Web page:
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Press Release

Suprachiasmatic Nucleus Functions Beyond Circadian Rhythm Generation

December 20, 2007

From a Brigham and Women's Press Release

Kun Hu, PhD, and Frank Scheer, PhD, both of the Division of Sleep Medicine, along with colleagues from Boston University, Mexico and the Netherlands, report in the November 9, 2007 issue of Neuroscience that scale-invariant patterns in behavioral activity are essentially identical in humans and rats, and exist for up to 24 hours, which is six times longer than previously reported.

Using animal models, the researchers demonstrated that the circadian pacemaker, or suprachiasmatic nucleus (SCN), known to control motor activity with a period of approximately 24 hours, is also a major node in the network of activity control that generates these scale-invariant motor patterns over a wide range of time scales from minutes up to 24 hours. Hu and colleagues found that lesioning the SCN in rats completely abolished the scale-invariant motor patterns between 4 and 24 hours, and altered the patters at time scales less than 4 hours.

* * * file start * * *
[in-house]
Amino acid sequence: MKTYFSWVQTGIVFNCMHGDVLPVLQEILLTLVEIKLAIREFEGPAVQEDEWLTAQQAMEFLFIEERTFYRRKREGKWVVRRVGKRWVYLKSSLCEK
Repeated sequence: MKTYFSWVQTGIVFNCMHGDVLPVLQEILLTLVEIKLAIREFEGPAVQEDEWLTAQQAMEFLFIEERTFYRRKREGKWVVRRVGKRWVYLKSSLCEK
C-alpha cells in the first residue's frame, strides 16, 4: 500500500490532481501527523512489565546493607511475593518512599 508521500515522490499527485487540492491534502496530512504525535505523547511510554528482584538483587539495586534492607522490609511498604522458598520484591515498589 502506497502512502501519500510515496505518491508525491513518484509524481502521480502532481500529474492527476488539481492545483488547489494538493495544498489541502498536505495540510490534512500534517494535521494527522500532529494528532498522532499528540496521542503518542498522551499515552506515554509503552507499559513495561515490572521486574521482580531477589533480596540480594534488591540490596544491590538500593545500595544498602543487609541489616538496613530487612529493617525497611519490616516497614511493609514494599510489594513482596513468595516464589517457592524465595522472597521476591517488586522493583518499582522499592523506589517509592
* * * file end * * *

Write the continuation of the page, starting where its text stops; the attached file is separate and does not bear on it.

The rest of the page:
Scale-invariant patterns exist in many neurophysiological systems. This and related research will try to examine how the SCN interacts with other body functions such as heart rate and body temperature, and how the interactions between the SCN and other neuronal nodes contribute to the scale-invariant control of behavioral activity and other physiological systems.

This research was funded by the National Heart, Lung and Blood Institute, and a Pickwick Fellowship.

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